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Marbella ScoreCard

Movehub Rating: 82

health care
84
purchase power
60
quality of life
cost of living
55
crime rate
9
Hover over the charts to see how the score is calculated.

Moving to Marbella

Marbella is the largest city, most popular tourist destination and economic hub of Spain’s Costa Del Sol - the stretch of Mediterranean coastline famed for its sun, sand and sangria. But scratch a little deeper and you’ll see that Marbella has plenty to offer the long term resident from a rich architectural heritage to a packed calendar of festivals and events.

Source: flickr | eDomo

Having provided a home to the Phoenicians, the Romans, the Moors and, finally, the Spanish once more, the city is replete with artefacts of its long history from Moorish defensive walls to Roman Bridges and buildings in the traditional Andalusian style. A walk around the old town is like being in a pleasantly sunny time machine.

There are twenty four beaches along Marbella’s 27 km of coastline, a dozen golf courses in the vicinity, four ports with large numbers of private moorings, several museums, and the city plays host to annual film, opera and reggae festivals.

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Marbella has experienced some turbulent times recently in terms of politics and economics. The recession in the EU has been felt keenly by a tourist destination popular among Europeans and a spate of corruption convictions among the city’s elected officials has left confidence in the political system shaken.

Moving to Marbella from the UK

Along with the rest of Spain, unemployment, especially amongst the youth, has risen dramatically in Marbella since the onset of the Eurozone crisis. As such, moving without employment already secured is ill advised unless you have a separate source of income which you can live off.

Learning Spanish will help greatly in the hunt for employment. Castilian Spanish is spoken in Marbella and lessons can be obtained from a large variety of schools and private tutors.

Source: Flickr | Juan Verni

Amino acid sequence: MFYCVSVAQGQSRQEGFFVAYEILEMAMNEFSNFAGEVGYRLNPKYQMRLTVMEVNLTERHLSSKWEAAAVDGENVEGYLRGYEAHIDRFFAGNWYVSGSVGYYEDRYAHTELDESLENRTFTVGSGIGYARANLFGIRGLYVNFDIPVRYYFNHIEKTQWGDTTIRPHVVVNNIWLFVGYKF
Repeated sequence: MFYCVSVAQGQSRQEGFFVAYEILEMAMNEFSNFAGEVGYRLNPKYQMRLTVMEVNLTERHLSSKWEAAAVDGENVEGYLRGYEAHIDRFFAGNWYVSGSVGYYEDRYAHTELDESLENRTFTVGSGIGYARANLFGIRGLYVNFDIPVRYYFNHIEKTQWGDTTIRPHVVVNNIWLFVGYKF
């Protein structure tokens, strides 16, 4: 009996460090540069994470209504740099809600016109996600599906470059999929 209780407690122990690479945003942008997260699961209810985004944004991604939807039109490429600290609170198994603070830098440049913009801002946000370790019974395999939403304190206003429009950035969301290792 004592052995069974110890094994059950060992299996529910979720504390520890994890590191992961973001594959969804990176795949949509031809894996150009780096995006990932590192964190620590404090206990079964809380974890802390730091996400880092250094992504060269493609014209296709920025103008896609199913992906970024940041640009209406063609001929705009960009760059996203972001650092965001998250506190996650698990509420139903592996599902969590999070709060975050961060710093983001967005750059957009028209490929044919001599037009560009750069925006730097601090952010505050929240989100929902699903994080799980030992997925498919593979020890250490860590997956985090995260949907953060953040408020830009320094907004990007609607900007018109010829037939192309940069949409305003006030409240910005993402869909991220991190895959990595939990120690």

Among retirees Marbella is as popular as ever. A large British expat community means that settling in shouldn’t be too much of a problem and property is much more affordable than in, say, London. You will however pay higher prices in the popular expat areas of Neuva Andalucia, Elviria, and Calahonda & Riviera.

Average house prices in Marbella are much higher than in the rest of Spain due to all this interest from foreigners: around €600k in Marbella as opposed to around €230k for Spain as a whole.

Buying a new residential property will incur VAT (IVA in Spain) of 10%. Transfer Tax on a previously owned property in Andalucia is 7% on the first €400k and 8% on the remainder of the purchase value. Also, when buying from a non-Spanish resident the buyer needs to withhold 3% of the purchase value for the tax authorities to avoid the seller incurring capital gains tax on the full amount.

Comparing Marbella vs London

Marbella, protected on its northern side by the coastal mountain range, enjoys a microclimate which brings summer average high temperatures of 31 °C and winter lows which barely fall under 10 °C. Rainfall almost all occurs between September and March, leaving hot, dry summers of blue skies and pleasant sea breezes.

Source: flickr | Lorenzo Blangiardi

The cost of living in Marbella is significantly lower than that in London: rent, property, groceries, consumer goods, energy bills and transport will all leave more change in your pocket than they would in the UK capital.

In addition, marbellíes report greater feelings of safety, less pollution, lower commute times and better health care standards than Londoners.

Comparing the cultural offerings of London with those of a city with barely 150,000 inhabitants is of course silly but Marbella does have a lot to offer. The town itself is home to six museums including the Ralli Museum which has works by Dalí, Miró, Chagall and Henry Moore. Festivals take place throughout the year and include the Marbella International Film Festival, the Fiesta of San Bernabe and Fair and Festival of San Pedro Alcantara, both lasting a full week, and the smaller Fair and Festival of New Andalusia and the El Angel. Most neighbourhoods in the town also host their own mini-festivals between July and October.